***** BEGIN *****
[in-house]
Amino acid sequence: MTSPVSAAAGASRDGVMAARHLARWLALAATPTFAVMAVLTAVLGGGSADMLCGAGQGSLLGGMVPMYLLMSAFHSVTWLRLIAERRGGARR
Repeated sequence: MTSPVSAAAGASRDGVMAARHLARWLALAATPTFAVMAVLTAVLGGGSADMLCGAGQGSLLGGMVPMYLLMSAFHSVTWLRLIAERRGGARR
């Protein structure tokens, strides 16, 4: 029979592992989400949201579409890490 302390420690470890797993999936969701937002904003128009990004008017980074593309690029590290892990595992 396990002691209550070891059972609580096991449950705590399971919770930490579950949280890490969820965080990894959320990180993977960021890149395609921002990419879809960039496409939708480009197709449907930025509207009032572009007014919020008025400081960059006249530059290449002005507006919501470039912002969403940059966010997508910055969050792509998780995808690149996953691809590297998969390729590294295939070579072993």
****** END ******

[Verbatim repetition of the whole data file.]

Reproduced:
[in-house]
Amino acid sequence: MTSPVSAAAGASRDGVMAARHLARWLALAATPTFAVMAVLTAVLGGGSADMLCGAGQGSLLGGMVPMYLLMSAFHSVTWLRLIAERRGGARR
Repeated sequence: MTSPVSAAAGASRDGVMAARHLARWLALAATPTFAVMAVLTAVLGGGSADMLCGAGQGSLLGGMVPMYLLMSAFHSVTWLRLIAERRGGARR
């Protein structure tokens, strides 16, 4: 029979592992989400949201579409890490 302390420690470890797993999936969701937002904003128009990004008017980074593309690029590290892990595992 396990002691209550070891059972609580096991449950705590399971919770930490579950949280890490969820965080990894959320990180993977960021890149395609921002990419879809960039496409939708480009197709449907930025509207009032572009007014919020008025400081960059006249530059290449002005507006919501470039912002969403940059966010997508910055969050792509998780995808690149996953691809590297998969390729590294295939070579072993």